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New Day for Prudence

Pre-approvals demand a new approach to managing risks and costs.

Fortnightly Magazine - December 2009

severely outdated and couldn’t be relied on, and that the utilities had ignored the substantial risk that future state or federal CO 2 regulations would harm and erode the economics of Big Stone 2. In short, the intervenors argued that the project should be rejected because of the utilities’ failure to prove they’d anticipated and mitigated all possible future risks.

In a similar matter, the Florida Public Service Commission (PSC) allowed recovery of costs sought in a 2008 utility application, ruling they were reasonably and prudently incurred. However, in order to address assertions by the Office of Public Counsel that the utility’s documentation was insufficient to prove the costs of its sole source and single contracting approach, the Florida PSC recommended that prospectively the utility should increase its documentation and support for single source and sole source controls for projects that would be included under its nuclear construction rule. The PSC also recommended on-going auditing and “refinement” of the utility’s project-management policies and procedures. 2

In North Carolina, the Office of Public Counsel filed testimony creating even more uncertainty as to how prudence reviews of costs not yet incurred would be handled, arguing for results based on after-the-fact review of the initial prospective review:

“Imprudent actions without substantive adverse impacts have in the past not been investigated by regulators… It will further be required to review the reasonableness of costs incurred and decisions made year by year despite having resources that are a tiny fraction of those devoted to making those decisions. A prudence review without a cost overrun is to a real prudence review as a doctor’s physical exam is to an autopsy. Just as a person may pass a physical exam one month and die the next, so as a transaction may pass a review based on the level of information provided in this proceeding only to be revealed as imprudent by later rate impacts indicative of significant infirmities.  3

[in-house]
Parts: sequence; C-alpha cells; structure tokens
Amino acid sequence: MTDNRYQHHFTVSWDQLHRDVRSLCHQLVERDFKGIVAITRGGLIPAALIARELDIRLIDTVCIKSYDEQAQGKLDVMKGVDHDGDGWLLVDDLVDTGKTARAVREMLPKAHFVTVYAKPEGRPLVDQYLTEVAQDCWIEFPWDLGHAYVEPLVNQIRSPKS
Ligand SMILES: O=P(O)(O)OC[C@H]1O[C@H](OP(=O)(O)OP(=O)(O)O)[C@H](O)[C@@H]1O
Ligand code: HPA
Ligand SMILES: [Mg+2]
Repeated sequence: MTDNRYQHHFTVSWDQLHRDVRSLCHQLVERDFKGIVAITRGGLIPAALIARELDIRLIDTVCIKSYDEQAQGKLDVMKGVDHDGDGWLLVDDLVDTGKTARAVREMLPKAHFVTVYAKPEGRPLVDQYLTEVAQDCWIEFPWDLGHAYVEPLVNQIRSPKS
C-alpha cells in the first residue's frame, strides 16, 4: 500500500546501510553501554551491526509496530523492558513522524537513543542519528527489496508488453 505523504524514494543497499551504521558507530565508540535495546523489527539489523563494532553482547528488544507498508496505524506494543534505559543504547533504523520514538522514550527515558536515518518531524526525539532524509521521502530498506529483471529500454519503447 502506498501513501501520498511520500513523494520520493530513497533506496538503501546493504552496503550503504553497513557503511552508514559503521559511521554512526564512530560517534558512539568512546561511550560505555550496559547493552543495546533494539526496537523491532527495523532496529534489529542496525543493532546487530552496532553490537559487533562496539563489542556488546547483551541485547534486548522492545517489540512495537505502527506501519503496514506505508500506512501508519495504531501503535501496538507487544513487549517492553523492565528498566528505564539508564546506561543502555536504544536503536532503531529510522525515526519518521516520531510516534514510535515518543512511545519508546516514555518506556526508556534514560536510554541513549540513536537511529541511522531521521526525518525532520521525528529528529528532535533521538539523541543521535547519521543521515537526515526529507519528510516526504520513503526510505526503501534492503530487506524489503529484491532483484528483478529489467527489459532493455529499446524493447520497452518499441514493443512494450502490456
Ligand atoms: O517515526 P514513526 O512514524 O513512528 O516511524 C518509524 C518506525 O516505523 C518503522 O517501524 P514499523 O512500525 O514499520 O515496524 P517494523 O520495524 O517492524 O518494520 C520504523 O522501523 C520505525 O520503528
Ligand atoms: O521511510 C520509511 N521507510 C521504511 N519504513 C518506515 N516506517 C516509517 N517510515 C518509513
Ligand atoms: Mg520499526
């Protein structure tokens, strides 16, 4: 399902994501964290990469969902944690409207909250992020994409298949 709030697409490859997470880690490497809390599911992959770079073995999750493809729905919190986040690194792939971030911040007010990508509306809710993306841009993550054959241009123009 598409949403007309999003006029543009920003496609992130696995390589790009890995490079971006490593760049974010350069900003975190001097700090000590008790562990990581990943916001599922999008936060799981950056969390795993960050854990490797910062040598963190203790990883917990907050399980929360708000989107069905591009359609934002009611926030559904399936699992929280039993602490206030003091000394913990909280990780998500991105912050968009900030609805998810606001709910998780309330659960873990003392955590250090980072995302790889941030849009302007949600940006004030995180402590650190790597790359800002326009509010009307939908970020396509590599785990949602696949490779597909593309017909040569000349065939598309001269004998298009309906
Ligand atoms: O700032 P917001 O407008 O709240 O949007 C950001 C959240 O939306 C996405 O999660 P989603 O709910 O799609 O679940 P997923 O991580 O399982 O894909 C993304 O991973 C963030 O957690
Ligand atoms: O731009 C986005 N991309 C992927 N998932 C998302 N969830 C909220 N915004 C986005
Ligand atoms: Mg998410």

While the North Carolina commission held that it was reasonable and prudent for a utility to proceed with the construction of the Lee nuclear units, with a cap for project development costs, the commission also noted that it hadn’t ruled relative to the reasonableness and prudence of specific project-development activities or costs that later would be subject to a determination of prudence and reasonableness. 4 This means that in at least North Carolina, prudence determinations are continuing and that a certified prudent decision today can be reviewed tomorrow based on the results of that decision.

Defining Prudence

Some states have codified the definition of prudence, but most haven’t. Many states have issued prior regulatory and judicial decisions articulating the appropriate standard, most of which arose during prudence reviews of over-budget nuclear plants. Other states have either regulations or statutes that refer to the recovery of “reasonably incurred costs,” or the regulatory commissions’ right to conduct “prudence reviews,” without further explanation. 5

The majority of jurisdictions conducting prudence reviews have adopted a common definition of prudence—a test of reasonableness of the decision under all of the circumstances known at the time.